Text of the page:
A restraining order is a legal document which commands someone to cease harming or bothering another. In Florida, one can qualify for an injunction of protection against four kinds of violence: dating, repeat, sexual, and domestic.
Domestic violence is when the petitioner and the alleged abuser have lived together at some point or have had at least one child together. Dating violence is when the petitioner and alleged abuser have never lived together, have had no children together, and were involved in a romantic relationship within six months of filing the injunction. Sexual violence is for a victim of sexual abuse. The petitioner is not required to file charges; if charges are filed, there is no guarantee that the prosecution will be successful. Lastly, repeat violence involves any other relationship, such as with an acquaintance or neighbor. The abuser must have committed at least two acts of violence against the petitioner and at least one of them must have occurred within six months of filing the injunction.
After choosing the appropriate type of restraining order, the petitioner must prepare the petition and file it in court. The petition will mostly ask for personal information about the petitioner and the alleged abuser, such as place of employment and home address. But the most important aspect of the petition is the allegation paragraph because whether or not the petitioner receives the order is dependent upon it. In this section, the petitioner must describe in detail the allegations they are making against the alleged abuser, the relationship with this person, and the approximate dates of the acts supposedly committed. After the petition is filed, it will be reviewed by a judge, usually on the same day as the filing, and if the allegations are consistent with Florida law, the judge will issue a temporary, fifteen-day restraining order.
The final court hearing will be scheduled at or near the end of the expiration of the temporary restraining order, which will be valid upon the alleged abuser once the police have served it to him or her. If the alleged abuser cannot be found during this interval, the temporary order will be extended by another fifteen days. However, if the alleged abuser fails to appear in court, the petitioner will be allowed to present his or her evidence. During this time, the petitioner should be gathering any witnesses, phone records, and any other evidence that he or she believes will prove their case at the hearing. After the hearing, the judge will rule on the evidence. The judge can deny the petition. The judge can also issue a lifetime restraining order or an order that lasts for a certain period of time. If the restraining order is granted, the petitioner or alleged abuser can file a motion to have the order removed at any time in the future.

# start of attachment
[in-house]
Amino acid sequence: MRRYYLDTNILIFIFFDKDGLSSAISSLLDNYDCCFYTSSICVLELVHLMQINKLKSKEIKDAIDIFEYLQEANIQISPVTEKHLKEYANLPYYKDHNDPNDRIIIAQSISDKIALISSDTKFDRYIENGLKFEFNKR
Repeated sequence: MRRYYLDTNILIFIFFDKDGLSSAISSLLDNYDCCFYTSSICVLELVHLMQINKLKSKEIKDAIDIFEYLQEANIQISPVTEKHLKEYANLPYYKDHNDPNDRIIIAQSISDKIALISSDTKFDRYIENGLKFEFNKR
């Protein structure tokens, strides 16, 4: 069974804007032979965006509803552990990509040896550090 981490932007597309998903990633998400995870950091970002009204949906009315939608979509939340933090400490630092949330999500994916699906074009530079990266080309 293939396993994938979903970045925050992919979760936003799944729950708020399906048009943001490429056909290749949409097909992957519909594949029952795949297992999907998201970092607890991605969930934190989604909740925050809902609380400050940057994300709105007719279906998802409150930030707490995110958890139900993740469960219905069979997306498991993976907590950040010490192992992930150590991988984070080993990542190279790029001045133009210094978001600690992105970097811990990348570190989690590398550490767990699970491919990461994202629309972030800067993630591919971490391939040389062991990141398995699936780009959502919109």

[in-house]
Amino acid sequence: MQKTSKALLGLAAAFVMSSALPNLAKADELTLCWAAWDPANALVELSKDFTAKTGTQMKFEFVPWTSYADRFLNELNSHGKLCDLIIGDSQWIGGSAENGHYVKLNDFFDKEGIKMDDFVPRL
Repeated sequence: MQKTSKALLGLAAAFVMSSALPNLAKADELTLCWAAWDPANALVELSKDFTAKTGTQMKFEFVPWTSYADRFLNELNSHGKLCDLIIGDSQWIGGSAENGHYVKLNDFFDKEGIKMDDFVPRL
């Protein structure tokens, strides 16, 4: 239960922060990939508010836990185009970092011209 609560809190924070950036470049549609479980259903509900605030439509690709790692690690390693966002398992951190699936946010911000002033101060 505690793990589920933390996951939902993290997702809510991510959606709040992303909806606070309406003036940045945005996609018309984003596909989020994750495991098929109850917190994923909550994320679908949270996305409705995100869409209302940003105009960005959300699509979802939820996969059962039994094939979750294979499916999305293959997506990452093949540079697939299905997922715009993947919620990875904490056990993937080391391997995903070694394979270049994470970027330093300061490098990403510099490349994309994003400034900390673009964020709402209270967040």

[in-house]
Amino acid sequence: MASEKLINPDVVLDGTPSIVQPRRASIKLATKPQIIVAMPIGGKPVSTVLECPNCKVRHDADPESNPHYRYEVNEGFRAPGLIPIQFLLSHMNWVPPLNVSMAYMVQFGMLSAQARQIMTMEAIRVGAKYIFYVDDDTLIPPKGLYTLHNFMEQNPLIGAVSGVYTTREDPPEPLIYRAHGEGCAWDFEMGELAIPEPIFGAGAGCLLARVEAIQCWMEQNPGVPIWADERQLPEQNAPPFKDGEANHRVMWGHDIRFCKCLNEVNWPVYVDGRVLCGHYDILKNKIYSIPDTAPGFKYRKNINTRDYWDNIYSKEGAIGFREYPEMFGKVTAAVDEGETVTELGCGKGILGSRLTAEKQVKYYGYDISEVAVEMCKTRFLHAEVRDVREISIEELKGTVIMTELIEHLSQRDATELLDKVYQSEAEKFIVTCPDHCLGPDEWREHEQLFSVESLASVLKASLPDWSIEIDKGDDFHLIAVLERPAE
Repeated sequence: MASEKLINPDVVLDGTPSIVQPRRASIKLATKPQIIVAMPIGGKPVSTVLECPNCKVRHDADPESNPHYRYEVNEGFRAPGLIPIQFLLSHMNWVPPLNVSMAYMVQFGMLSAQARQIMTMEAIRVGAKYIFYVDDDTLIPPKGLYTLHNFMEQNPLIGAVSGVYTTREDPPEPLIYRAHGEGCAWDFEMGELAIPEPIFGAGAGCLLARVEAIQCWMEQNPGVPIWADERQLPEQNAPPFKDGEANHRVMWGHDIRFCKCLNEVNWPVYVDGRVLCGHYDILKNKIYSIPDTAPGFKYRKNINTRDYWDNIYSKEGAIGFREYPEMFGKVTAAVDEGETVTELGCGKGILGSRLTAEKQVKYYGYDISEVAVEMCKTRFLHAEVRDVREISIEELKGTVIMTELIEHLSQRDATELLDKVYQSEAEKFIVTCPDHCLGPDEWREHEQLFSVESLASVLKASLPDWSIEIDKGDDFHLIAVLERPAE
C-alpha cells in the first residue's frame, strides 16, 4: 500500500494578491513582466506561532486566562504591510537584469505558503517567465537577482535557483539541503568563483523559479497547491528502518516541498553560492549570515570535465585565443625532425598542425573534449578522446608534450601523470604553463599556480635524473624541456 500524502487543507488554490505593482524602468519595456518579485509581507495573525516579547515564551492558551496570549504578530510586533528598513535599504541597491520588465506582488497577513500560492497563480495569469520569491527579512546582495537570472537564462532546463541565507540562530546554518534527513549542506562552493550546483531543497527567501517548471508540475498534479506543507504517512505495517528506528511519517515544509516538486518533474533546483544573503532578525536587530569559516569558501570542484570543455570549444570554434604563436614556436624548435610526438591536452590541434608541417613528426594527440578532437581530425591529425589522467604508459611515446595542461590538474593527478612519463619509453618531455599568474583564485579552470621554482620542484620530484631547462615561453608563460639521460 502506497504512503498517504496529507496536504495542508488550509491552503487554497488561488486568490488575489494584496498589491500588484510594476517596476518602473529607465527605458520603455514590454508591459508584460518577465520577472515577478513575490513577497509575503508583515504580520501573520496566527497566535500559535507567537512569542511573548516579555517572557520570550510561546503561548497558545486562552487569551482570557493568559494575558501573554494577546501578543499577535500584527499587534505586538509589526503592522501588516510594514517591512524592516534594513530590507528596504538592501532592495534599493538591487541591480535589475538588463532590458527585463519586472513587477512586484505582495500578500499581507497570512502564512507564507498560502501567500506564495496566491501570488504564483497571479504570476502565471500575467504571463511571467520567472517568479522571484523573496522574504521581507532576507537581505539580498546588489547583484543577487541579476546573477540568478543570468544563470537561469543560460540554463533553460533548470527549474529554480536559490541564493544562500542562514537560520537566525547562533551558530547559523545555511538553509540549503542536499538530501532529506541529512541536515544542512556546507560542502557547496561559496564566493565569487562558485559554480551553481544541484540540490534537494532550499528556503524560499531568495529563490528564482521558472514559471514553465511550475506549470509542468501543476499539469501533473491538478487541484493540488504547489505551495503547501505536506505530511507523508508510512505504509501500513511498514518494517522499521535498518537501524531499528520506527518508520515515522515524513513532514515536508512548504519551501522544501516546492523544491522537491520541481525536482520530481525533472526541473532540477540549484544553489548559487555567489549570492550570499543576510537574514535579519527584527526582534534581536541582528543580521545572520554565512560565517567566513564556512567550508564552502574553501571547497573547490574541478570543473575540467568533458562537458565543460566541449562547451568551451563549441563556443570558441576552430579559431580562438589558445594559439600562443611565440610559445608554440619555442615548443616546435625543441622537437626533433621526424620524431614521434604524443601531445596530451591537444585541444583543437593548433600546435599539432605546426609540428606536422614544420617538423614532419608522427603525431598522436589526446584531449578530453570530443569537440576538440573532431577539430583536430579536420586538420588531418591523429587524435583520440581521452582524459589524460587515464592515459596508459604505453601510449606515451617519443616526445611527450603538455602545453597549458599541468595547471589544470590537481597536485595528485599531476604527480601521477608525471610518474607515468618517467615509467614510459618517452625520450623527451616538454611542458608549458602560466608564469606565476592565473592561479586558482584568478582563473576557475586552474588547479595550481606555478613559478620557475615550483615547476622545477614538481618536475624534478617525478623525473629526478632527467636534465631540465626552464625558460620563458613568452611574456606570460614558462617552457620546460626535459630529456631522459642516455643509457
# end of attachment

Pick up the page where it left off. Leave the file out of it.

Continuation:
Restraining orders can be issued in either civil or criminal court. In a civil court, the petitioner can request such an order against someone on the charge that someone is abusing him or her. Though this order does not require the court to send the alleged abuser to jail, this person can be arrested if he or she violates the order. In most circumstances, the petitioner has the right to withdraw the order if he or she chooses. The kinds of restraining orders that are issued in civil court are called injunctions for protection.
The criminal court handles all cases that involve violations of criminal law such as theft, murder, assault, etc. In criminal court, the petitioner can press charges against the alleged abuser. The prosecutor, also known as the district attorney, decides whether or not the case will go to trial since the state, not the petitioner, is bringing the charges against the alleged abuser. If the petitioner decides to drop the charges, it is possible that the prosecutor will choose not to continue the case, but the prosecutor also has the option of continuing the case against the petitioner’s wishes. The prosecutor can even issue a subpoena, a court order that will force the petitioner to testify against the alleged abuser at the trial.
“Restraining Order.” WomensLaw.org. www.womenslaw.org/laws_state_type.php?statelaw=Restraining%20Orders
Jimenez, Antonio Gonzalo. “How to Get a Restraining
Order in Florida.” Avvo. www.avvo.com/legal-guides.ugc/how-to-get-a-restraingin-order-in-florida.